The proposal for ratification of the Paris Agreement published today by the European Commission ahead of original schedule reflects growing political will to secure a rapid ratification of the landmark Agreement in the EU.

The EU executive’s proposal published today, a month earlier than initially planned, specifies that the EU will join the Agreement once it is ratified both by the EU institutions (namely the EU Council, with a consent of the European Parliament) and by the relevant institutions in each of the 28 EU countries.

Hungary is the only EU country to ratify the Agreement so far, and France is on track to endorse it by the end of this month. More countries have indicated that they would ratify the Paris Agreement this year, including Austria, Cyprus, Denmark, Luxembourg, Malta, Portugal and Sweden.

“EU ratification can be a long and difficult process, however it is likely that it will be concluded in 2017” – Wendel Trio, Director of Climate Action Network Europe said. “The accelerated ratification timeline sends a signal of commitment to meeting the Paris Agreement. Next to the swift ratification, the EU needs to make sure its policies are coherent with what was agreed in Paris and increase its climate targets in time, before the next political moment in 2018.”

A new report released by Climate Analytics yesterday confirms that the EU needs to overhaul its climate and energy policies to make sure they fit with the 1.5°C Paris goal. The analysis shows that for a 50% chance of limiting global warming to 1.5°C, the EU’s climate target for 2030 should be raised from at least 40% to 75%, to reflect its fair share of efforts to tackle climate change.

The EU, responsible for around 10% of global emissions and the third biggest emitter in the world, is speeding up its ratification process under international pressure to bring the Paris Agreement into effect already in 2016. The Agreement will enter into force when at least 55 countries have ratified it, representing at least 55% of total greenhouse gas emissions. So far 17 countries have ratified the Agreement, and 25 more have indicated intention to ratify it by the end of this year. Together they cover around 52% of global emissions.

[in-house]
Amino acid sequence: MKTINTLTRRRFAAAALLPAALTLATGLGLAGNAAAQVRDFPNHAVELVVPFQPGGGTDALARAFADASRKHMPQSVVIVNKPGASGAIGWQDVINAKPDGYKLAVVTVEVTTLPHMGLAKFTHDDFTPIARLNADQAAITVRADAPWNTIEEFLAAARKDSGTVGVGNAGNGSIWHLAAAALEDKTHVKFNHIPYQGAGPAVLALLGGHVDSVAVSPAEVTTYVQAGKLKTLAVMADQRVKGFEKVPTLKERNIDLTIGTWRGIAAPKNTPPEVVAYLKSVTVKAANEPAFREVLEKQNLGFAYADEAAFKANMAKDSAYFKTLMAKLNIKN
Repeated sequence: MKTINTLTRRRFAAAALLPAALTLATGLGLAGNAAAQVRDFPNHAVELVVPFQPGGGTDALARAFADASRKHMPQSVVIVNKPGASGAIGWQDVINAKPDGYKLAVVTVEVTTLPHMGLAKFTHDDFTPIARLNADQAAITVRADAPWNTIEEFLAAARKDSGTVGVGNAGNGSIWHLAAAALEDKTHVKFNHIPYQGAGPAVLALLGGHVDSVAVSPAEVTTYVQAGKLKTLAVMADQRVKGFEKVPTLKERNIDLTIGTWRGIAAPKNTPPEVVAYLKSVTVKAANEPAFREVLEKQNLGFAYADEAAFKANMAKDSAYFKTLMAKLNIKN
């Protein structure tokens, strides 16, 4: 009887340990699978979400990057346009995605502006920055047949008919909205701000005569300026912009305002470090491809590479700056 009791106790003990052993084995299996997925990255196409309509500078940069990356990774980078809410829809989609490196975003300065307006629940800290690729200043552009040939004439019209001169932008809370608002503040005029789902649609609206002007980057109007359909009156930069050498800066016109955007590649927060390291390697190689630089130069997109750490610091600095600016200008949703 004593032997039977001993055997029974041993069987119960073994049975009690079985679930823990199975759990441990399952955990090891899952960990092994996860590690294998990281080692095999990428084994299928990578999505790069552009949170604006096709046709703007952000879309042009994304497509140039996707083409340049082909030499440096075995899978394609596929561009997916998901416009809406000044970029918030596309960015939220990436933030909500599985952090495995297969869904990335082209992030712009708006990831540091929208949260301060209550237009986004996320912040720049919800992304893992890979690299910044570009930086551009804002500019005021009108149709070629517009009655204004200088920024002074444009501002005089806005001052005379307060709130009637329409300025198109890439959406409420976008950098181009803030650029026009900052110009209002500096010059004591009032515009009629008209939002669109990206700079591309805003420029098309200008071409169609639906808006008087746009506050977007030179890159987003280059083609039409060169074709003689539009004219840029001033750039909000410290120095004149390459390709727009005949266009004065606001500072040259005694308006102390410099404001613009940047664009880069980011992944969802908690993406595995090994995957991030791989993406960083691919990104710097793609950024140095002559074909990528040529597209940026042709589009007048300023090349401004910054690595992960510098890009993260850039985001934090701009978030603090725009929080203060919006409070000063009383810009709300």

As the next step in the EU ratification process, EU Environment Ministers will discuss the Commission’s proposal during their meeting on 20 June.

ENDS

Contact:

Ania Drazkiewicz, CAN Europe Communications Coordinator, ania@caneurope.org, +32 494 525 738
Wendel Trio, CAN Europe Director, wendel@caneurope.org, +32 473 170 887

Notes:

European Commission, Proposal for a COUNCIL DECISION on the conclusion on behalf of the European Union of the Paris Agreement adopted under the United Nations Framework Convention on Climate Change, http://ec.europa.eu/transparency/regdoc/rep/1/2016/EN/1-2016-395-EN-F1-1.PDF

Climate Analitics, What does the Paris Agreement mean for Finland and the European Union?, http://climateanalytics.org/publications/2016/what-does-the-paris-agreement-mean-for-finland-and-the-european-union.html

Climate Analitics, Projected Paris Agreement total ratifications in 2016, http://climateanalytics.org/hot-topics/ratification-tracker-projections.html

Climate Action Network (CAN) Europe is Europe’s largest coalition working on climate and energy issues. With over 130 member organisations in more than 30 European countries – representing over 44 million citizens – CAN Europe works to prevent dangerous climate change and promote sustainable climate and energy policy in Europe.